By cooking thawed wine with sugar, lemon juice, and pectin, you can create your own at-home jellies for a perfect summer dessert.

Final Thoughts

To wrap things up, freezing wine is perfectly safe, and a great way to repurpose unused wine so that it doesn’t go to waste! 

However, it’s important to remember that the quality of the wine may not always be maintained. 

To make the best use of the wine, there are a large variety of ways you can use it in cooking recipes (though it is still drinkable if not frozen for a long period of time). 

Aside from freezing wine, the way you store it will also affect the quality of the wine. 

To maintain flavor and texture, ensure your wine is stored at a temperature of around 5 degrees Fahrenheit.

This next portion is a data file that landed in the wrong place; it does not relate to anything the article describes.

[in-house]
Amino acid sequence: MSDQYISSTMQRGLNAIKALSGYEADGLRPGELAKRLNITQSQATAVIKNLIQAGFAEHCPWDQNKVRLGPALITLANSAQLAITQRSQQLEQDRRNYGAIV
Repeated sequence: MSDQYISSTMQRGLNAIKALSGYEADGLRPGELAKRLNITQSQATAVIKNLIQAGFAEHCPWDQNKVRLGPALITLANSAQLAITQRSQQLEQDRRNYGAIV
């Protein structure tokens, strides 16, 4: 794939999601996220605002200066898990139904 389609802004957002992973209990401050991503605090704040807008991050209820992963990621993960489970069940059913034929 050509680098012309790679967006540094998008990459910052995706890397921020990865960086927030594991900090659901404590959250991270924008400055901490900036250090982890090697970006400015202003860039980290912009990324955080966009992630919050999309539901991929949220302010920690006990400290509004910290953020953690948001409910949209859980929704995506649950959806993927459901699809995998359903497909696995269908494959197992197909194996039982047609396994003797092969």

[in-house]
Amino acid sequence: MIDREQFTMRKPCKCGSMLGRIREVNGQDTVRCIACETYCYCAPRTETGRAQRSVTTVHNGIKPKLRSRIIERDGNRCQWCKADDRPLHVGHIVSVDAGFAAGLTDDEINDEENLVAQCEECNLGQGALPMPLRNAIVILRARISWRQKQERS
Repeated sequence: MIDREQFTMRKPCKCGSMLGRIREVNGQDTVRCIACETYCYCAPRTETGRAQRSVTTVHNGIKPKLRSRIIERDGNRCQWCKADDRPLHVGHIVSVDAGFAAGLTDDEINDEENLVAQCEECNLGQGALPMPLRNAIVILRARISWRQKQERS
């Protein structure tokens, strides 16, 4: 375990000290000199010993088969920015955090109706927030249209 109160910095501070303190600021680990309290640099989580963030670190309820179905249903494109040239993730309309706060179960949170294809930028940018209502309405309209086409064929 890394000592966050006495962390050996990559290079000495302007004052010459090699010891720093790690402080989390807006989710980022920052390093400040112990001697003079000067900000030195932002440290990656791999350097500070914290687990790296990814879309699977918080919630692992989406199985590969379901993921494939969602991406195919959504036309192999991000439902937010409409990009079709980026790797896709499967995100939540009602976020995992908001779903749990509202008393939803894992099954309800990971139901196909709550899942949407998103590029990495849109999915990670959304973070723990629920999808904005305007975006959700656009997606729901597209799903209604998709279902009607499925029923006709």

You shouldn’t store wine in temperatures that are either too much higher or lower than this. 

In addition, the humidity of the air should sit between 50 to 60 percent, and you should keep the wine away from direct sunlight and from prolonged exposure to vibration, shaking, and other movement. 

The ideal place to store wine for maximal quality preservation is horizontally in wine racks, in a cool, dry, and dark area.


How long can you keep wine in the freezer without damaging it?

Wine will keep in an airtight container in the freezer for three to six months. You can still consume the wine after this time, though the flavors will likely have been hampered.

Is it safe to drink wine that has been frozen and thawed?

Yes, it is safe to drink wine that has been frozen and thawed, even for a long period of time. However, the taste of the wine will likely change.

Jon Barbieri